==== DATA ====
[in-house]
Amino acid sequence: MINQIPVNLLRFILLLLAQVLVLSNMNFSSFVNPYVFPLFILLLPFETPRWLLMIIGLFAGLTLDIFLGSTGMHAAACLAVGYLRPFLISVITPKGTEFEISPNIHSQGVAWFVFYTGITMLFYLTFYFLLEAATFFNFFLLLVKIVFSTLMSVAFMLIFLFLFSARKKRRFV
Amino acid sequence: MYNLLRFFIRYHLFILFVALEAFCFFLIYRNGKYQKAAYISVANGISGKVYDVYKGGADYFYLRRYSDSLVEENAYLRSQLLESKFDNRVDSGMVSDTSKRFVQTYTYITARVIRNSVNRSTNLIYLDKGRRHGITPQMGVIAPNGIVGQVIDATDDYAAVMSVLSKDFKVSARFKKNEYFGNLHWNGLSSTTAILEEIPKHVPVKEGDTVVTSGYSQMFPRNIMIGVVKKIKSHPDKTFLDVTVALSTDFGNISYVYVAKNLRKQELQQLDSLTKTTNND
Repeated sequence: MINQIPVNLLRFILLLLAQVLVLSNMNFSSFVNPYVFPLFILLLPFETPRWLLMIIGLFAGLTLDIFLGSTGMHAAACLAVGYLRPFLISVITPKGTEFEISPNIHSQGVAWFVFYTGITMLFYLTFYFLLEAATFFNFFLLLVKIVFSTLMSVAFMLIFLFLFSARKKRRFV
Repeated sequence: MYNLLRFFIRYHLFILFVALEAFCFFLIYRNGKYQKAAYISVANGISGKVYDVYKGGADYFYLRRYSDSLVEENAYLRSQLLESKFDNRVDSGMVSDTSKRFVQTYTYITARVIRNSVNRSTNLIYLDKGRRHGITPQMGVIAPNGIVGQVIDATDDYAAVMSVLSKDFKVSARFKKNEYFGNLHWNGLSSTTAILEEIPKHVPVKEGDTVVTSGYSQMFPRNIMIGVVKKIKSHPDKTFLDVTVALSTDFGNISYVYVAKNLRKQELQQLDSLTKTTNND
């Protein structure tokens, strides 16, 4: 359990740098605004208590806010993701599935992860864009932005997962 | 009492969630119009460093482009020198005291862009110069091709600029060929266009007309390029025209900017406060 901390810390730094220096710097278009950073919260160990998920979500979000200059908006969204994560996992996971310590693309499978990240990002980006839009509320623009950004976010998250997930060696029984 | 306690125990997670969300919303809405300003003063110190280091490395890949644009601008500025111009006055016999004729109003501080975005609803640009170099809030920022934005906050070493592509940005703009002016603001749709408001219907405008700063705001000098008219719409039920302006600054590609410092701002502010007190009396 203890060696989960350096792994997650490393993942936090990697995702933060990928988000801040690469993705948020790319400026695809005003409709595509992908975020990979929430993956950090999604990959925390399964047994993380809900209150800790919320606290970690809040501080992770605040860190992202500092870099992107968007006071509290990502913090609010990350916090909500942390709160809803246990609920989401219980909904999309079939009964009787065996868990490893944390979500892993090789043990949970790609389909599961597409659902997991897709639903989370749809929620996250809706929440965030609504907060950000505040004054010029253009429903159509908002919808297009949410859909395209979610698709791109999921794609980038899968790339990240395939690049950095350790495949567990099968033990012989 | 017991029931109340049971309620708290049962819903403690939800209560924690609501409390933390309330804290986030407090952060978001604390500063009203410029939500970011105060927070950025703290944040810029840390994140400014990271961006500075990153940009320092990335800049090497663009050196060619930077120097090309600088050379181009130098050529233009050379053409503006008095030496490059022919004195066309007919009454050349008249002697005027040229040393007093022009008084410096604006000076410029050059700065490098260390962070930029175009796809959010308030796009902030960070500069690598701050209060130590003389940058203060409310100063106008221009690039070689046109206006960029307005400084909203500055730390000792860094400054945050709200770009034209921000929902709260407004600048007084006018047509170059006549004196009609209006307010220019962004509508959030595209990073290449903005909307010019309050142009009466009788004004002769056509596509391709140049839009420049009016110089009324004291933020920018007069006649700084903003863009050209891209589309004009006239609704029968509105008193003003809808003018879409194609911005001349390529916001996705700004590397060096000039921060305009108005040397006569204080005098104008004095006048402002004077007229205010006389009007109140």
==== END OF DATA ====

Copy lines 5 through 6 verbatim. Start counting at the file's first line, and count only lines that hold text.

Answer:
Repeated sequence: MYNLLRFFIRYHLFILFVALEAFCFFLIYRNGKYQKAAYISVANGISGKVYDVYKGGADYFYLRRYSDSLVEENAYLRSQLLESKFDNRVDSGMVSDTSKRFVQTYTYITARVIRNSVNRSTNLIYLDKGRRHGITPQMGVIAPNGIVGQVIDATDDYAAVMSVLSKDFKVSARFKKNEYFGNLHWNGLSSTTAILEEIPKHVPVKEGDTVVTSGYSQMFPRNIMIGVVKKIKSHPDKTFLDVTVALSTDFGNISYVYVAKNLRKQELQQLDSLTKTTNND
């Protein structure tokens, strides 16, 4: 359990740098605004208590806010993701599935992860864009932005997962 | 009492969630119009460093482009020198005291862009110069091709600029060929266009007309390029025209900017406060 901390810390730094220096710097278009950073919260160990998920979500979000200059908006969204994560996992996971310590693309499978990240990002980006839009509320623009950004976010998250997930060696029984 | 306690125990997670969300919303809405300003003063110190280091490395890949644009601008500025111009006055016999004729109003501080975005609803640009170099809030920022934005906050070493592509940005703009002016603001749709408001219907405008700063705001000098008219719409039920302006600054590609410092701002502010007190009396 203890060696989960350096792994997650490393993942936090990697995702933060990928988000801040690469993705948020790319400026695809005003409709595509992908975020990979929430993956950090999604990959925390399964047994993380809900209150800790919320606290970690809040501080992770605040860190992202500092870099992107968007006071509290990502913090609010990350916090909500942390709160809803246990609920989401219980909904999309079939009964009787065996868990490893944390979500892993090789043990949970790609389909599961597409659902997991897709639903989370749809929620996250809706929440965030609504907060950000505040004054010029253009429903159509908002919808297009949410859909395209979610698709791109999921794609980038899968790339990240395939690049950095350790495949567990099968033990012989 | 017991029931109340049971309620708290049962819903403690939800209560924690609501409390933390309330804290986030407090952060978001604390500063009203410029939500970011105060927070950025703290944040810029840390994140400014990271961006500075990153940009320092990335800049090497663009050196060619930077120097090309600088050379181009130098050529233009050379053409503006008095030496490059022919004195066309007919009454050349008249002697005027040229040393007093022009008084410096604006000076410029050059700065490098260390962070930029175009796809959010308030796009902030960070500069690598701050209060130590003389940058203060409310100063106008221009690039070689046109206006960029307005400084909203500055730390000792860094400054945050709200770009034209921000929902709260407004600048007084006018047509170059006549004196009609209006307010220019962004509508959030595209990073290449903005909307010019309050142009009466009788004004002769056509596509391709140049839009420049009016110089009324004291933020920018007069006649700084903003863009050209891209589309004009006239609704029968509105008193003003809808003018879409194609911005001349390529916001996705700004590397060096000039921060305009108005040397006569204080005098104008004095006048402002004077007229205010006389009007109140």